More than a religious document, though, Dogma is a road movie with a stoner comedy flair. Religion is just its topic, not its genre. And it’s such a smart and candid film. It was a growth spurt in filmmaking balls by Smith, one that bears its puny-muscled action set piece muscle with its tongue planted as firmly in its cheek as during it’s comedy set pieces. I’m not sure what happened to Kevin Smith from then until now. His life changed during Dogma, I guess, when he met his wife and started a family. He mellowed, or just stopped being the kid he was. He’s thrown a lot of darts at the board since, and most have ended up somewhere in the wall outside of the board.

I suppose it’s just that some directors have a shelf life. The long distance filmmakers, like Scorsese or Spielberg or Ford, are the anomalies, not the rule. How many of those indie wave filmmakers are still around? Even Tarantino has waned somewhat. Sundance isn’t so kind when it comes to longevity. You can only tell the same jokes for so long before you need new material, and going from stoner comedies to the more adult themes Smith was experiencing in his life just didn’t find the spark it needed when it came to filmmaking.

The World of Henry Orient – George Roy Hill (1964)


I’m an absolute sucker for a good stalker comedy. Whether it be AmeliePunch Drunk Love or Hana and Alice, there is just something so wonderfully off about them that it makes me happy. Just knowing that the stalkers are harmless and generally good-natured takes entirely all of the creepiness out of what, in reality, is a pretty despicable act. And The World of Henry Orient may actually be the best of the genre.

It stars Tippy Walker and Merrie Spaeth as Val and Gil, a pair of mischievous high school loners who meet, hit it off and along the way accidentally ruin Henry Orient’s (Peter Sellers) liaison with a married woman while playacting in Central Park. And then again. But when they ruin a second liaison between Henry and the woman, something happens to Val: she falls madly in love with him, buys all of his records and, with Gil, creates the Henry Orient Bible, a handmade diary full of press clippings and photographs and a fake love letter that Val keeps meaning to reply to.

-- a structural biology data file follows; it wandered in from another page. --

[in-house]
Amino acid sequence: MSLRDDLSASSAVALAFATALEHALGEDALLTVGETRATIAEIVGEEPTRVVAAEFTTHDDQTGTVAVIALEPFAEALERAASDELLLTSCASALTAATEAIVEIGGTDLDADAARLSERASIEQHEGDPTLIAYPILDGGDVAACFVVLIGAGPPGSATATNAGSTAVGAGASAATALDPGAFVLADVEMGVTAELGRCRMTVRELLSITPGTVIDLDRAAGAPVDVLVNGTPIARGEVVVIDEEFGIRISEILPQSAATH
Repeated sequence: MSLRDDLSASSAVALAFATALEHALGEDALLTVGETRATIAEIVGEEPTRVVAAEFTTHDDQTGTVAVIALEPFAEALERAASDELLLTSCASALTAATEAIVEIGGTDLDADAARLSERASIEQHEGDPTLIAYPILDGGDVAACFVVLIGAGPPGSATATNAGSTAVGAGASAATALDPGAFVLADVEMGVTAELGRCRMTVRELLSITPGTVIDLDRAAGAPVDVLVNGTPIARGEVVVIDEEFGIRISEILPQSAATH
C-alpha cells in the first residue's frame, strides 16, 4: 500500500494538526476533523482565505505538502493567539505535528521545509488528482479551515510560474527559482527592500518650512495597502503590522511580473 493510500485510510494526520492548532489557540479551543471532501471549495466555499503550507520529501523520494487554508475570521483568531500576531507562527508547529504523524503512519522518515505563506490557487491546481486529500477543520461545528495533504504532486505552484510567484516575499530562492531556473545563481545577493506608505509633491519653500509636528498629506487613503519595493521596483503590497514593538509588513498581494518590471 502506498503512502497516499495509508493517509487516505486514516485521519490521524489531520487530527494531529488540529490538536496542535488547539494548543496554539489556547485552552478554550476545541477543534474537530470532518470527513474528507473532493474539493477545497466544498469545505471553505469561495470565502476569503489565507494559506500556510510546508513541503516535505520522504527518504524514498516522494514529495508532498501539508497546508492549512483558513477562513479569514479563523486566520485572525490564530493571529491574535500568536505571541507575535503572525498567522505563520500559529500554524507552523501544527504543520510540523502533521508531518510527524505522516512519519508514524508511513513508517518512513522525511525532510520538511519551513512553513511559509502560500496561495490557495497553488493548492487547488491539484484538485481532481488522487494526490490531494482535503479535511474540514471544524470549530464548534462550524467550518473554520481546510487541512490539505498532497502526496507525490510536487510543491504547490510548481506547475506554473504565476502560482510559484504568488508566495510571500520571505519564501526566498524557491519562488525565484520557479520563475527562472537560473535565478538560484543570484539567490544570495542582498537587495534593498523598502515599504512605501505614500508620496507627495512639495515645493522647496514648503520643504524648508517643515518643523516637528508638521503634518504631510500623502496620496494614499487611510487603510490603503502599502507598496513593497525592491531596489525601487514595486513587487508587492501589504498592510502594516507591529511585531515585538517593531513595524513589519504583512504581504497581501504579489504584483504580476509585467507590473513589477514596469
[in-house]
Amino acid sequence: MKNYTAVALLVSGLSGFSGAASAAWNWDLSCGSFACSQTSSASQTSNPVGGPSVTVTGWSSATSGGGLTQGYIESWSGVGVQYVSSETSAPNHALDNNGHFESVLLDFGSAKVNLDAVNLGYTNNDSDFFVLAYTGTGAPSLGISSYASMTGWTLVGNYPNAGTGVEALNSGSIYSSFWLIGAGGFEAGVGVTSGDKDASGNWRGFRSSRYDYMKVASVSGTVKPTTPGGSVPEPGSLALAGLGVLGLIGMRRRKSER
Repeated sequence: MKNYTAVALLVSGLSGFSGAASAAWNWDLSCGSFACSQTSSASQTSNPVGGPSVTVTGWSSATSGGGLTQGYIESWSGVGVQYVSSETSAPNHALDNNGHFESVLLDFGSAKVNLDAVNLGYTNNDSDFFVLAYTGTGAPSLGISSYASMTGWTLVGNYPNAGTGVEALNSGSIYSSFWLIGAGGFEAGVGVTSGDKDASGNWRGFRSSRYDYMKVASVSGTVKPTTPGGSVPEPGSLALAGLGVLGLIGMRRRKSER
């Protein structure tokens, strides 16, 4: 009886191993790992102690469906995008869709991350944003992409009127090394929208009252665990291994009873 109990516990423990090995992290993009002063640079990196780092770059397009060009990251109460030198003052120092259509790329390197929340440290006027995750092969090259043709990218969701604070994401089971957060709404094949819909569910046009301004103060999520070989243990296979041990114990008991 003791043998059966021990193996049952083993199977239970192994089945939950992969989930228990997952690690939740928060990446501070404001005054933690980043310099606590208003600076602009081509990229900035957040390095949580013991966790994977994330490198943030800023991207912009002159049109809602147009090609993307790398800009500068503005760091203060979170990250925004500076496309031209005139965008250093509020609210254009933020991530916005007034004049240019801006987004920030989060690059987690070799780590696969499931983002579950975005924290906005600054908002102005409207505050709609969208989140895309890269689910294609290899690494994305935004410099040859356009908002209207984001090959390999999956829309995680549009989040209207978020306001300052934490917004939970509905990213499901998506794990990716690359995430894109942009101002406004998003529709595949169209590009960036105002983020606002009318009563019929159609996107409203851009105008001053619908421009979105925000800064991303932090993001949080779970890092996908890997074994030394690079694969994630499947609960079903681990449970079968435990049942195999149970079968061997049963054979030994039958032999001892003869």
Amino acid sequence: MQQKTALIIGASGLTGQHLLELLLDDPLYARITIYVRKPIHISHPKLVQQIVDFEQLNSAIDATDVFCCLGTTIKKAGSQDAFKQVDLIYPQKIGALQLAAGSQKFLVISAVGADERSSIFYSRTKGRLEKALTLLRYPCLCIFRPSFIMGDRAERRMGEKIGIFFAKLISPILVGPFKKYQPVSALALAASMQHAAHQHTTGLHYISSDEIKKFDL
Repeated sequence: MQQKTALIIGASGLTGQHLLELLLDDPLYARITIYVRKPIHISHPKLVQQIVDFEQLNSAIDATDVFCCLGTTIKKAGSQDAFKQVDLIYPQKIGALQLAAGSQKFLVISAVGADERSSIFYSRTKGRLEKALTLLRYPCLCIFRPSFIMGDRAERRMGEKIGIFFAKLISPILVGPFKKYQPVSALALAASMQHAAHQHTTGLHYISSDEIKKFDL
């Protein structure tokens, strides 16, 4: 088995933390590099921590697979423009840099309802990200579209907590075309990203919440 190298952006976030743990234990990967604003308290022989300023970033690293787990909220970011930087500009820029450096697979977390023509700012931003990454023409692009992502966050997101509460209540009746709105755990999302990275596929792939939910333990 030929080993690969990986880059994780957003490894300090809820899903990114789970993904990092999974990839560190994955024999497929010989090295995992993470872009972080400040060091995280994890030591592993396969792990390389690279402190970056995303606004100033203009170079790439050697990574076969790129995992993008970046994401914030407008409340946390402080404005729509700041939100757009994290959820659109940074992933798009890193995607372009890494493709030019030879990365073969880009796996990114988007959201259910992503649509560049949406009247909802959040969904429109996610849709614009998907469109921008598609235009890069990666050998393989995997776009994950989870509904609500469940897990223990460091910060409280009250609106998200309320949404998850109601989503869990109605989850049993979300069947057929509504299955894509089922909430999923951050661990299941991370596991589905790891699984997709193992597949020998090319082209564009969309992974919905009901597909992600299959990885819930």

The object of Val’s love, Henry Orient, is a middling-to-bad pianist and ladies man, the top billing who has to escape the concert hall through a posse of refund seekers, so bad are his avant garde stylings. He doesn’t practice enough, says Val, who, before meeting Gil, was all alone and practiced too much.

We never see films like this anymore, films that prize sweetness and mischievousness over cynicism and edginess. Cynicism and edginess absolutely have their great points, but have been so done over and over again that a film like Henry Orient is a breath of fresh air, a cup of cold water in the face and a joy to watch. If you don’t have a grin stuck on your face for almost the entire film, then I don’t know what is wrong with you.